I think the darkness began with the idea that we could improve our poorest and least successful educators by setting down more exactly what we wanted them to do, and how they should do it. What to write on the board. What to place in their classrooms. How to submit evidence of planning? But insisting they exhaust themselves with more and more hours – days – years of work much of which is filled with minutiae like various means of attendance taking and grading and grade recording – isn’t the best way to approach the facilitation of human learning.
We are professionals with master’s degrees in most cases and years of experience in many. Why not ask what would help us give it our best shot, help us take advantage of our talents and interests, many of them unique. What would support our efforts, rather than complicate them?
Many of us know what it takes to parent; now imagine raising other people’s children. And it’s a litter – I mean they’re all the same age. Frankly I wonder if the one room schoolhouse had more going for it. Why shouldn’t older kids teach younger ones? Perhaps we need to consider alternative ways to group. At the very least let’s get more adults into the classroom, maybe for technical expertise, for helpful suggestions, for subgroup divisions or just to offer another pair of eyes. It takes 3-4 years before new educators can get their footing. During that time serious support is needed. The real question is how to provide it. I suggest:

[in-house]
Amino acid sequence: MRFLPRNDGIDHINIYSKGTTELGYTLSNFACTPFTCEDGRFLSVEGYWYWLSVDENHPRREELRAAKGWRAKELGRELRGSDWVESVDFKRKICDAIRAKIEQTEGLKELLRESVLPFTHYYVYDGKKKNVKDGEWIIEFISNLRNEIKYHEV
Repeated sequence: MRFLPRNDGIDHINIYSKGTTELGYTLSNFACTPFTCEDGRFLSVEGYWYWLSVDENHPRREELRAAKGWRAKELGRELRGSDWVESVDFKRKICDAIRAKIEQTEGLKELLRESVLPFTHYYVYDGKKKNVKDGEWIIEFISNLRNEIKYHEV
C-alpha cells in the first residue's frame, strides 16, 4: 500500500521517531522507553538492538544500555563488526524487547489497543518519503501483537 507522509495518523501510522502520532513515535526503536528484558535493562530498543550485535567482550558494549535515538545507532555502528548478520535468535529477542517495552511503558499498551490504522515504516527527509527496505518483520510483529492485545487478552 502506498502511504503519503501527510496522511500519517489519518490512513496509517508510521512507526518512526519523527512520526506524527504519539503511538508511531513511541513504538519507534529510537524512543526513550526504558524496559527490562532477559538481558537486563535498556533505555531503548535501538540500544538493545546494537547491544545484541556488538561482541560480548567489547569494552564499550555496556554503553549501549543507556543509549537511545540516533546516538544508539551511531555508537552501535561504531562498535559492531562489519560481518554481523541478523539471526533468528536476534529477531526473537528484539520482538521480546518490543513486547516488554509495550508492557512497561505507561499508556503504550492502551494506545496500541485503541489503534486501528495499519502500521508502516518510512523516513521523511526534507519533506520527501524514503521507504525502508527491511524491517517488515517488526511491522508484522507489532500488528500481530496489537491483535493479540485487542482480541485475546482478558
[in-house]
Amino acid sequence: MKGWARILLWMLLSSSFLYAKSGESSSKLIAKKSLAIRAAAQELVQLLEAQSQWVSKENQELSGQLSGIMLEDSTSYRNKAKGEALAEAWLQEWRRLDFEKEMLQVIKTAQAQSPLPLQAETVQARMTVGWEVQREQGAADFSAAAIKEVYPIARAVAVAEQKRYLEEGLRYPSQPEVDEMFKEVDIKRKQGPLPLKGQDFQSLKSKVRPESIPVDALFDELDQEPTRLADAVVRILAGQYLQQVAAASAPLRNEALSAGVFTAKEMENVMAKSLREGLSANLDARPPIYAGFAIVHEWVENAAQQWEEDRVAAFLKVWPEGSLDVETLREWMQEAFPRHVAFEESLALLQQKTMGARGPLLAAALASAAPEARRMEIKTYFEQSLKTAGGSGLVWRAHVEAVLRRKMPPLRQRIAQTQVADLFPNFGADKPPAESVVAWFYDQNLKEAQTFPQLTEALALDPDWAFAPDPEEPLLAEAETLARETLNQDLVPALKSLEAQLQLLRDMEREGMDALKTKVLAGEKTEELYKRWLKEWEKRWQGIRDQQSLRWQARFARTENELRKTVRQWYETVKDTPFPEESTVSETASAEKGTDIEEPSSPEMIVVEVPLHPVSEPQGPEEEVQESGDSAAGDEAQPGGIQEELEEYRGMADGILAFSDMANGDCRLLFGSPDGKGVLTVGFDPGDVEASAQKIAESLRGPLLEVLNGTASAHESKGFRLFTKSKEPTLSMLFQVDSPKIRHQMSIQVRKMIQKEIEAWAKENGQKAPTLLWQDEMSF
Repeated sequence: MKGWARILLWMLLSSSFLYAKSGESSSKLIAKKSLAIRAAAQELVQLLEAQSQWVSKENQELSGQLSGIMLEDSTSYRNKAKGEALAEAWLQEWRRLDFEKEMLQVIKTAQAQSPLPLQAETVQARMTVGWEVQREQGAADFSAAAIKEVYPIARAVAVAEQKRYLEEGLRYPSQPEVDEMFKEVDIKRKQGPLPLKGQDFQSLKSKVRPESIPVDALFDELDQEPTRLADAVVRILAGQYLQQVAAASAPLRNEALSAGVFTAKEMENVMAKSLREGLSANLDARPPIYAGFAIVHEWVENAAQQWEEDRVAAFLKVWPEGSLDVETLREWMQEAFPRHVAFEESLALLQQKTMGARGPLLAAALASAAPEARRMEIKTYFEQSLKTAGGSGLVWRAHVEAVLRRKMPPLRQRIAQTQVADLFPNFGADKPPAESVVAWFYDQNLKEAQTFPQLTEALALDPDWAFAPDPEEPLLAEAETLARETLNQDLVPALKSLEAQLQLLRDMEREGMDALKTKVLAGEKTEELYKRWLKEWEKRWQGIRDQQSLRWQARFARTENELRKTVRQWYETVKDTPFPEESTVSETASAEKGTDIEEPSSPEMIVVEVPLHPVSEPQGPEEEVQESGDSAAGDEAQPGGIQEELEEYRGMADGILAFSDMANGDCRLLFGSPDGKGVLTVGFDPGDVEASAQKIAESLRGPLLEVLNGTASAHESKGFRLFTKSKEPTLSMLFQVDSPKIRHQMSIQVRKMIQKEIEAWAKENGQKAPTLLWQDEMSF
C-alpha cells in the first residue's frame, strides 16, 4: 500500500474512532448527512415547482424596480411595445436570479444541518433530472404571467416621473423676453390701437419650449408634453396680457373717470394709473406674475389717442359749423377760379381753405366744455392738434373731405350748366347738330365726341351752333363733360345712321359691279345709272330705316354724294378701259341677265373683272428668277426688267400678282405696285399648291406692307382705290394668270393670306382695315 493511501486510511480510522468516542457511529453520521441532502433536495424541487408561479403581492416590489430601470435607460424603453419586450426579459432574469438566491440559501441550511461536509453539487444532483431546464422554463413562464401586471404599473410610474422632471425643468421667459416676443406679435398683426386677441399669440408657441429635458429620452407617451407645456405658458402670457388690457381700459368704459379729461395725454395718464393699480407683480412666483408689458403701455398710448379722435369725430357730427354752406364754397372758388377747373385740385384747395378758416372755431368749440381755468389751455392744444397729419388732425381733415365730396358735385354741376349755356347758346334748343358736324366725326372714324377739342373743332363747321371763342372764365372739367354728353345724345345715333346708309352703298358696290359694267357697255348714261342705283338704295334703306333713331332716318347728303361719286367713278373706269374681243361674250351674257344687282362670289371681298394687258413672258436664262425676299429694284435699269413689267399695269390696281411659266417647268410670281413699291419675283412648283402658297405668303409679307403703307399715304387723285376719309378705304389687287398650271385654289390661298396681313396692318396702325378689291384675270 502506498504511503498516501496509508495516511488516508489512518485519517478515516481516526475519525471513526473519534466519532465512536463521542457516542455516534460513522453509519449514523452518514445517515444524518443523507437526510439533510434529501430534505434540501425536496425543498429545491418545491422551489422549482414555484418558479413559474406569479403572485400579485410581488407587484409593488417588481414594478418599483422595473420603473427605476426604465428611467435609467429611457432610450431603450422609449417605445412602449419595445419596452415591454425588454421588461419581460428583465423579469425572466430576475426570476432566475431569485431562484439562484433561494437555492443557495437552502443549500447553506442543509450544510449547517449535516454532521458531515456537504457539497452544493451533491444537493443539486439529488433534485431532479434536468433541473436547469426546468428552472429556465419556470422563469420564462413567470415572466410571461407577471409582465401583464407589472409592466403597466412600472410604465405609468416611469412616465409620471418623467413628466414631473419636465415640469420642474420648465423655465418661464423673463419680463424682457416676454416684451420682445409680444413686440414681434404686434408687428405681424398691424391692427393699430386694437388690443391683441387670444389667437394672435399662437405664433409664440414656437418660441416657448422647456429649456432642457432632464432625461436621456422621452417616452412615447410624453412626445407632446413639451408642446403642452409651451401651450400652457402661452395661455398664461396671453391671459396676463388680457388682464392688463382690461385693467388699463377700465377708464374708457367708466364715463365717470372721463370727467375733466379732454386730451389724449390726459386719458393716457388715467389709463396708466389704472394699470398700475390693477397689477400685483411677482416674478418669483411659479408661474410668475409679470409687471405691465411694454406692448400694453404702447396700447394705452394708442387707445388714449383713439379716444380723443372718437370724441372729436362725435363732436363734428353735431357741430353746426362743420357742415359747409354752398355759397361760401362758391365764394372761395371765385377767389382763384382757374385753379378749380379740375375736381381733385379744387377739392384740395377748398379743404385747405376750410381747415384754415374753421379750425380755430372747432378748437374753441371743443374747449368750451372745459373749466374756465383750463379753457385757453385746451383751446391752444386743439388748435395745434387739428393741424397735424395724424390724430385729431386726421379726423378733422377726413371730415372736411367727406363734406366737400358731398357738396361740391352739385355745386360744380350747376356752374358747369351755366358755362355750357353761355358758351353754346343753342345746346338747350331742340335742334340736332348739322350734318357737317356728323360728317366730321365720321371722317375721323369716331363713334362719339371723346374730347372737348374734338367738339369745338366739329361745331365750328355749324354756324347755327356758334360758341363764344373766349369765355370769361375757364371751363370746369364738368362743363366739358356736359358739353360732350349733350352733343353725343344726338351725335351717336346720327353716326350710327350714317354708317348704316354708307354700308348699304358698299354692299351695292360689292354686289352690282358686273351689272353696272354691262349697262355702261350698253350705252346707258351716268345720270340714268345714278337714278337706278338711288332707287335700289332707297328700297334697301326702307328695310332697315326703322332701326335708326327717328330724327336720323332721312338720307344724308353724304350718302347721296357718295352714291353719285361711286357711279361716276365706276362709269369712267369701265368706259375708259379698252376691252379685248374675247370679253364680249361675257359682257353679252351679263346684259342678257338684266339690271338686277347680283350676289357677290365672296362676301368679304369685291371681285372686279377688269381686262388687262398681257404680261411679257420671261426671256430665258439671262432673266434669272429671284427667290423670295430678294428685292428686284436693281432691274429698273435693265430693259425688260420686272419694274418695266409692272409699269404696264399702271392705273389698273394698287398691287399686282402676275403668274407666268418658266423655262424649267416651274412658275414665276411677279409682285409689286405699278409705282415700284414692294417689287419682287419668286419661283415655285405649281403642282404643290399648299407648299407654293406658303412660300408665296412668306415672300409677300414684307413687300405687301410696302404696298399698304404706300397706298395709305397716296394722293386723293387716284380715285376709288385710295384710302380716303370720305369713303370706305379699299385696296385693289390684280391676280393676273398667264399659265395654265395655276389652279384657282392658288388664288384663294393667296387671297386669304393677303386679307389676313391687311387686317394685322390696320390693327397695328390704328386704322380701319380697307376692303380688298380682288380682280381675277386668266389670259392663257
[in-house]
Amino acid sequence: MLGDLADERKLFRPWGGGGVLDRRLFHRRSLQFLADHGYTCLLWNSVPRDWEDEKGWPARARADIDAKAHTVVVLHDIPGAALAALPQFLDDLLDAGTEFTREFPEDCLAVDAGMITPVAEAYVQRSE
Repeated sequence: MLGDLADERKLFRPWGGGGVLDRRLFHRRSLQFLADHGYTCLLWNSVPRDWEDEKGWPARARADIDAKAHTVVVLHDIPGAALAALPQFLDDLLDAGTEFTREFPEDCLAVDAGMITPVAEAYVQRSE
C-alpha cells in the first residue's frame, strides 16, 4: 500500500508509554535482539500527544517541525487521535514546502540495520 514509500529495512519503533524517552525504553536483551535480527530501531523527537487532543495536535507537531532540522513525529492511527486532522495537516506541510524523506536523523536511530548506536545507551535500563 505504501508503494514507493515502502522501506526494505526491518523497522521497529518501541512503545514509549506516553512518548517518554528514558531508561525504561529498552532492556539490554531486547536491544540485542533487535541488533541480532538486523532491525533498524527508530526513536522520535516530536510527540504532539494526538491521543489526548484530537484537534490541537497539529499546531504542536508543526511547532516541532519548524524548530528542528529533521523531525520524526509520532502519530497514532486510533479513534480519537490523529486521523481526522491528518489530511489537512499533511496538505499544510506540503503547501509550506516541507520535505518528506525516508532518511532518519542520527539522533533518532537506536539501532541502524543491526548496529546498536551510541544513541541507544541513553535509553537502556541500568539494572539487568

— Fewer classes. Leave time for special small groups who meet regularly.
— A resource room – large, open, well equipped.
— A master-newbie connection. Begin with one class a week with some of the best in the school. Choose one as a mentor. Oddly, there are advantages to choosing outside your subject area. Teaching is a dynamic skill and there is more involved than content mastery, an area where most well prepared teachers are already competent.
— An expandable course content file regularly revised and with notes for self-suggestions added on what would improve the lesson. Revise now and again to clean the pages and add to the file. After a while you’ll look forward to starting again.
Of course many of these suggestions apply to Master teachers as well. But here the individuation of content and approach matters most. The sculptor needs a freer hand to carve his vision. Electives and special topics need to be added based on forte and choice to keep the creative juices flowing.
Reform has become a dirty word. It suggests change with blame. Newly forming what? How? End tenure perhaps or in some other way make clear that tomorrow is in jeopardy because this will help teachers be more confident, expand their planning, learn from others, recover more quickly, find resources that will add dimension and make contact with the community. (Okay, end sarcasm.)